U.S. Government In Cyber Fight But Can't Keep Up

U.S. Government In Cyber Fight But Can't Keep Up

By Phil Stewart, Diane Bartz, Jim Wolf and Jeff Mason

WASHINGTON (Reuters) - The Pentagon is about to roll out an expanded effort to safeguard its contractors from hackers and is building a virtual firing range in cyberspace to test new technologies, according to officials familiar with the plans, as a recent wave of cyber attacks boosts concerns about U.S. vulnerability to digital warfare.

The twin efforts show how President Barack Obama's administration is racing on multiple fronts to plug the holes in U.S. cyber defenses.

Notwithstanding the military's efforts, however, the overall gap appears to be widening, as adversaries and criminals move faster than government and corporations, and technologies such as mobile applications for smart phones proliferate more rapidly than policymakers can respond, officials and analysts said.

A Reuters examination of American cyber readiness produced the following findings:

* Spin-offs of the malicious code dubbed "agent.btz" used to attack the military's U.S. Central Command in 2008 are still roiling U.S. networks today. People inside and outside the U.S. government strongly suspect Russia was behind the attack, which was the most significant known breach of military networks.

* There are serious questions about the security of "cloud computing," even as the U.S. government prepares to embrace that technology in a big way for its cost savings.

* The U.S. electrical grid and other critical nodes are still vulnerable to cyber attack, 13 years after then-President Bill Clinton declared that protecting critical infrastructure was a national priority.

* While some progress has been made in coordinating among government agencies with different missions, and across the public-private sector gap, much remains to be done.

* Government officials say one of the things they fear most is a so-called "zero-day attack," exploiting a vulnerability unknown to the software developer until the strike hits.

That's the technique that was used by the Stuxnet worm that snarled Iran's enriched uranium-producing centrifuges last summer, and which many experts say may have been created by the United States or Israel. A mere 12 months later, would-be hackers can readily find digital tool kits for building Stuxnet-like weapons on the Internet, according to a private-sector expert who requested anonymity.

"We're much better off (technologically) than we were a few years ago, but we have not kept pace with opponents," said Jim Lewis, a cyber expert with the Center for Strategic and International Studies think tank. "The network is so deeply flawed that it can't be secured."


In recent months hackers have broken into the SecurID tokens used by millions of people, targeting data from defense contractors Lockheed Martin, L3 and almost certainly others; launched a sophisticated strike on the International Monetary Fund; and breached digital barriers to grab account information from Sony, Google, Citigroup and a long list of others.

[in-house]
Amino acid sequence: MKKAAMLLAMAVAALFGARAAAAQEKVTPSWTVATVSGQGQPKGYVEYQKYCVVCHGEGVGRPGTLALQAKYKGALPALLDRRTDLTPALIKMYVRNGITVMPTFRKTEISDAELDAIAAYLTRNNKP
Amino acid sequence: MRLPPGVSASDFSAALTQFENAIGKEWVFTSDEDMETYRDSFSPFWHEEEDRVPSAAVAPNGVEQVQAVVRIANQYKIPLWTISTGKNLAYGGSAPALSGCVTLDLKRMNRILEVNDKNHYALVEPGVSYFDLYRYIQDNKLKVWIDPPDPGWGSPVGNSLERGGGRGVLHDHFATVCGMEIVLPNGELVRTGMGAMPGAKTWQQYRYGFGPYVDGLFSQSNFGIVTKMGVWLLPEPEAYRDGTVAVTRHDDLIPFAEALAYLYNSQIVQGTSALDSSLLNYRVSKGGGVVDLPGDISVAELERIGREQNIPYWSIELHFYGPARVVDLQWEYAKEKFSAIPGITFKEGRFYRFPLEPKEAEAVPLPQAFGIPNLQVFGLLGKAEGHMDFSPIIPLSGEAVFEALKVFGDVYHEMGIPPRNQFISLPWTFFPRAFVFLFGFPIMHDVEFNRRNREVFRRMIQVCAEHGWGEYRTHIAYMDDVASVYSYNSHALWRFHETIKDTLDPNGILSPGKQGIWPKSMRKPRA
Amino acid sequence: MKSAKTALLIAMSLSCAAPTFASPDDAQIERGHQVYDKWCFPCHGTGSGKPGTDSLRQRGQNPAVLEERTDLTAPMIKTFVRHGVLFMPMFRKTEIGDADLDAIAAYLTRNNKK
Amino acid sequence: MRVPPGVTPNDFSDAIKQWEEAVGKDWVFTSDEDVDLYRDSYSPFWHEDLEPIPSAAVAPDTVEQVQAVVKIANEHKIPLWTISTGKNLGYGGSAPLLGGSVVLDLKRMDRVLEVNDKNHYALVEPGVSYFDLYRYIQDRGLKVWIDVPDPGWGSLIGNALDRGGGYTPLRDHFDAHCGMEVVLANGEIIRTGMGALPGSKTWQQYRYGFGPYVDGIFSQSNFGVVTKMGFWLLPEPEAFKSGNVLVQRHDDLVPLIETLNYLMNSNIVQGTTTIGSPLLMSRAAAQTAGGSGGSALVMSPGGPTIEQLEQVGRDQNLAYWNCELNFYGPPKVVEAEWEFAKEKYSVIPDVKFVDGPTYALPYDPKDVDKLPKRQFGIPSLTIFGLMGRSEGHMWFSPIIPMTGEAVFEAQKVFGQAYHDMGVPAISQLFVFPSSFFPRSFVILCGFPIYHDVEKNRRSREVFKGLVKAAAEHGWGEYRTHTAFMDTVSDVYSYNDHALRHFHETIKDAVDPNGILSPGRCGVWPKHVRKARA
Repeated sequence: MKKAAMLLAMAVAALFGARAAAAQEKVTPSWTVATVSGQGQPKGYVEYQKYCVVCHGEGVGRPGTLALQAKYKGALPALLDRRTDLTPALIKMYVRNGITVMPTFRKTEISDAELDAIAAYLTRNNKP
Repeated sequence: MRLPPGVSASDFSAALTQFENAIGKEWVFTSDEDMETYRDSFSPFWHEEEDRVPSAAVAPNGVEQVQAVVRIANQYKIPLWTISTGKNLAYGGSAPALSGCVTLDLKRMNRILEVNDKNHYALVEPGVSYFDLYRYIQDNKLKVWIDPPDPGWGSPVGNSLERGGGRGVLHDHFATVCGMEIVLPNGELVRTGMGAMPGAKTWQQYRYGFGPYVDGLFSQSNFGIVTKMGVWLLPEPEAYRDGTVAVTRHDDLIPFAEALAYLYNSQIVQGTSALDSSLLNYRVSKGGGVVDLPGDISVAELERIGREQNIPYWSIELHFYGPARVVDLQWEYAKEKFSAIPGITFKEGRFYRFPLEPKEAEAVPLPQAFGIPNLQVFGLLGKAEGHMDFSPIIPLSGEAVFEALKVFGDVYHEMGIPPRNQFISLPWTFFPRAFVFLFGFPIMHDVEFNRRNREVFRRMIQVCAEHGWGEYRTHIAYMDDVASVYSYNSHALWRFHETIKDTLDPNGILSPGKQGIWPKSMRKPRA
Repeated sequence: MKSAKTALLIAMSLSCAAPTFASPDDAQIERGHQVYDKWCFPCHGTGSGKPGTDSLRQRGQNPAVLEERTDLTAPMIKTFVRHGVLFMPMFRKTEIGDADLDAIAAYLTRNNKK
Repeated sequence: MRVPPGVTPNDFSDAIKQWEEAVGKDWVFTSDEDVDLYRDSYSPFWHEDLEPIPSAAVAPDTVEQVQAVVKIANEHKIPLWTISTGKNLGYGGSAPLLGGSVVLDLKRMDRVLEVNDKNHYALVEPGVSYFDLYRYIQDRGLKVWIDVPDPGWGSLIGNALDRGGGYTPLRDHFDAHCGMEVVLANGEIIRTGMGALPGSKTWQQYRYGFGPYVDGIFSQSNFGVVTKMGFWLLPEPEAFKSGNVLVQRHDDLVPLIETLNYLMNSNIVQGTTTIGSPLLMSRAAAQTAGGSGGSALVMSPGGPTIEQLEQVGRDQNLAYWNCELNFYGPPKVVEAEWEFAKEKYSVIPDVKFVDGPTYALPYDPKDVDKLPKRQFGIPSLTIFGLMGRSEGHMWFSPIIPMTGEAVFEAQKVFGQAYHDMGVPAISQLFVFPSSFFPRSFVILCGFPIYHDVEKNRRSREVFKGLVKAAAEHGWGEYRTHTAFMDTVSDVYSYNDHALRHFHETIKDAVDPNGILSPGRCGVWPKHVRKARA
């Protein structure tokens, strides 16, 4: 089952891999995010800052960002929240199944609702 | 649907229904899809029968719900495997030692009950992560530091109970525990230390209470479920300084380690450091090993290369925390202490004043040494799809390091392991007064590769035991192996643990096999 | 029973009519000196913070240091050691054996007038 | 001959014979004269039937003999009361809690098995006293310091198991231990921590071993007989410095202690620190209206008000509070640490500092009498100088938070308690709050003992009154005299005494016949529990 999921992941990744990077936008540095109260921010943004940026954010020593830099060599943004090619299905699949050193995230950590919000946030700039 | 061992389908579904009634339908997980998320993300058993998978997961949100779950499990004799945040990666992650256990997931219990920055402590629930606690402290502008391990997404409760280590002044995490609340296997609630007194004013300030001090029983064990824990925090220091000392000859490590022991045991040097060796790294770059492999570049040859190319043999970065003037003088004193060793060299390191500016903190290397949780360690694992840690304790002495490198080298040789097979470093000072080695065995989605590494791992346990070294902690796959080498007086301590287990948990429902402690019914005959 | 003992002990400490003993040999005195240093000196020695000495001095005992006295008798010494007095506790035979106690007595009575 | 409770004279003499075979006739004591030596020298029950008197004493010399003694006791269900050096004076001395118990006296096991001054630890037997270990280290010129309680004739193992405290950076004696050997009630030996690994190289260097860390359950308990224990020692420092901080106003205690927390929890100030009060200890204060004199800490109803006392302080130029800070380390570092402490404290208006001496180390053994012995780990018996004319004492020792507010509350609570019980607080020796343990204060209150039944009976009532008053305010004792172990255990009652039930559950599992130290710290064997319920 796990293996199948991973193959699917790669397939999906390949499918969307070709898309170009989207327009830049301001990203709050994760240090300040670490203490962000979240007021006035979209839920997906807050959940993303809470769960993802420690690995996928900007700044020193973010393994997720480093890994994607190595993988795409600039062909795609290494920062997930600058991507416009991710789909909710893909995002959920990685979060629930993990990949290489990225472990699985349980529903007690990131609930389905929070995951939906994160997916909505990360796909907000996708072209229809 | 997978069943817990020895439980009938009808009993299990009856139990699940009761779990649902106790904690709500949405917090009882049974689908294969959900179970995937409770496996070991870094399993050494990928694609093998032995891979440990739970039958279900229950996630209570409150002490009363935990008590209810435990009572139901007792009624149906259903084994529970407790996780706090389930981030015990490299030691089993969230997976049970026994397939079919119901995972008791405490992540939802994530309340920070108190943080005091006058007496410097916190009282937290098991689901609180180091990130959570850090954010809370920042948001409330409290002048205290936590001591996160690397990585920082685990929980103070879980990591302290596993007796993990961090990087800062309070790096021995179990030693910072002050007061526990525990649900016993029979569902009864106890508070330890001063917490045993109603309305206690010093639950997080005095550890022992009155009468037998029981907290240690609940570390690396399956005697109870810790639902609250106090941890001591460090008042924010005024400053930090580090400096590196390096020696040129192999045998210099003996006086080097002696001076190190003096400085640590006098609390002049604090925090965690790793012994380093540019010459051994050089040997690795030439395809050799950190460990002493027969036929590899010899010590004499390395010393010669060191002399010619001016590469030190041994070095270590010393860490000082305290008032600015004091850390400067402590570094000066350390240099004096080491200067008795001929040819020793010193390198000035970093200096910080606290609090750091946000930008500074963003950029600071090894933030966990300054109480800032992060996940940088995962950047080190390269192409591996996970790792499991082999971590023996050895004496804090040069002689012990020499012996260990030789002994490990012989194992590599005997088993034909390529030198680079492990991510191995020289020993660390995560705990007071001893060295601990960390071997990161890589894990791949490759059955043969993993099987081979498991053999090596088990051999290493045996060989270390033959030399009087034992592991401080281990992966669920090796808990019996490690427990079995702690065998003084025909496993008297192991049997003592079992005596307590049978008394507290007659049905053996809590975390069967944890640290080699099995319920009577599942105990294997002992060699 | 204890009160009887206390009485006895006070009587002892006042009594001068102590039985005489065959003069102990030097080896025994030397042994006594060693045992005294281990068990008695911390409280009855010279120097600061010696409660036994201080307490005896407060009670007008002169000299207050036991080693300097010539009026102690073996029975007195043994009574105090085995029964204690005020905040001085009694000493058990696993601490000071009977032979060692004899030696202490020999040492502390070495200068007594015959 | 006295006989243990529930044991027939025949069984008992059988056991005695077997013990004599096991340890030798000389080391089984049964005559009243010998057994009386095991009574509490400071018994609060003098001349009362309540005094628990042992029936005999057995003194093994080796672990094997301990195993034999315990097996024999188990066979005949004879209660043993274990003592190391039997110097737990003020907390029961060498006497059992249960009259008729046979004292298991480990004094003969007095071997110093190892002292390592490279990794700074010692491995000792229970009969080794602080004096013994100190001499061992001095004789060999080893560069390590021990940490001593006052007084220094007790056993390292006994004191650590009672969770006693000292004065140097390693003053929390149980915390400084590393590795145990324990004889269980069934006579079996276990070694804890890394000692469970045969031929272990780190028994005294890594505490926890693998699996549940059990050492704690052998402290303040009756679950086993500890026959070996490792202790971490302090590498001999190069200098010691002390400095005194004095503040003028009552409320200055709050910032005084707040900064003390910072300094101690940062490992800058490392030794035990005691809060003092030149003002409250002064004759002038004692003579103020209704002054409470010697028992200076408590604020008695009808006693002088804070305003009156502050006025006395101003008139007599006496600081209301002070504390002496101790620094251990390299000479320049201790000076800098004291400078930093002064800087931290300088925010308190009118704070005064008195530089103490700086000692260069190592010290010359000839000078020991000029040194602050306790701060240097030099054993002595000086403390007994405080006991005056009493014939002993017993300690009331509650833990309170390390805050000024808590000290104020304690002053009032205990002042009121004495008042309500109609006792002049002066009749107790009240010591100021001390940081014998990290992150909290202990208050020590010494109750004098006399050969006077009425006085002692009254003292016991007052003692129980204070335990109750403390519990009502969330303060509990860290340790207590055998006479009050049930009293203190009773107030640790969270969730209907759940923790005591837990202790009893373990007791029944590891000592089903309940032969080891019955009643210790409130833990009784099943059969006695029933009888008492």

The latest high-profile victims were the public websites of the CIA and the U.S. Senate - whose committees are drafting legislation to improve coordination of cyber defenses.

Terabytes of data are flying out the door, and billions of dollars are lost in remediation costs and reputational harm, government and private security experts said in interviews. The head of the U.S. military's Cyber Command, General Keith Alexander, has estimated that Pentagon computer systems are probed by would-be assailants 250,000 times each hour.

Cyber intrusions are now a fact of life, and a widely accepted cost of doing business.

"We don't treat it as if it's here today, gone tomorrow," said Jay Opperman, Comcast Corp.'s senior director of security and privacy. "It's like an insect infestation. Once you've got it, you never get rid of it."

The private-sector expert who requested anonymity said a top official at a major Internet service provider told him that he knew his network had been infiltrated by elite hackers. He could digitally kick them out - but that would risk provoking a debilitating counter-attack.


The idea behind the soon-to-be-announced Pentagon program for defense contractors is to boost information-sharing with the Defense Department on cyber threats. It also aims to speed reporting of attacks on firms that make up what the Pentagon calls the Defense Industrial Base.

The DIB, as it is sometimes known, provides the Defense Department some $400 billion a year in arms, supplies and other services. The new program is voluntary and builds on a smaller pilot, reflecting the persistent challenge of regulating private firms that traditionally shield proprietary data and often downplay cyber setbacks.

Ultimately, the new program may lead to agreement to put at least some Pentagon contractors behind military-grade network perimeter defenses, such as those that protect the Pentagon's own classified networks.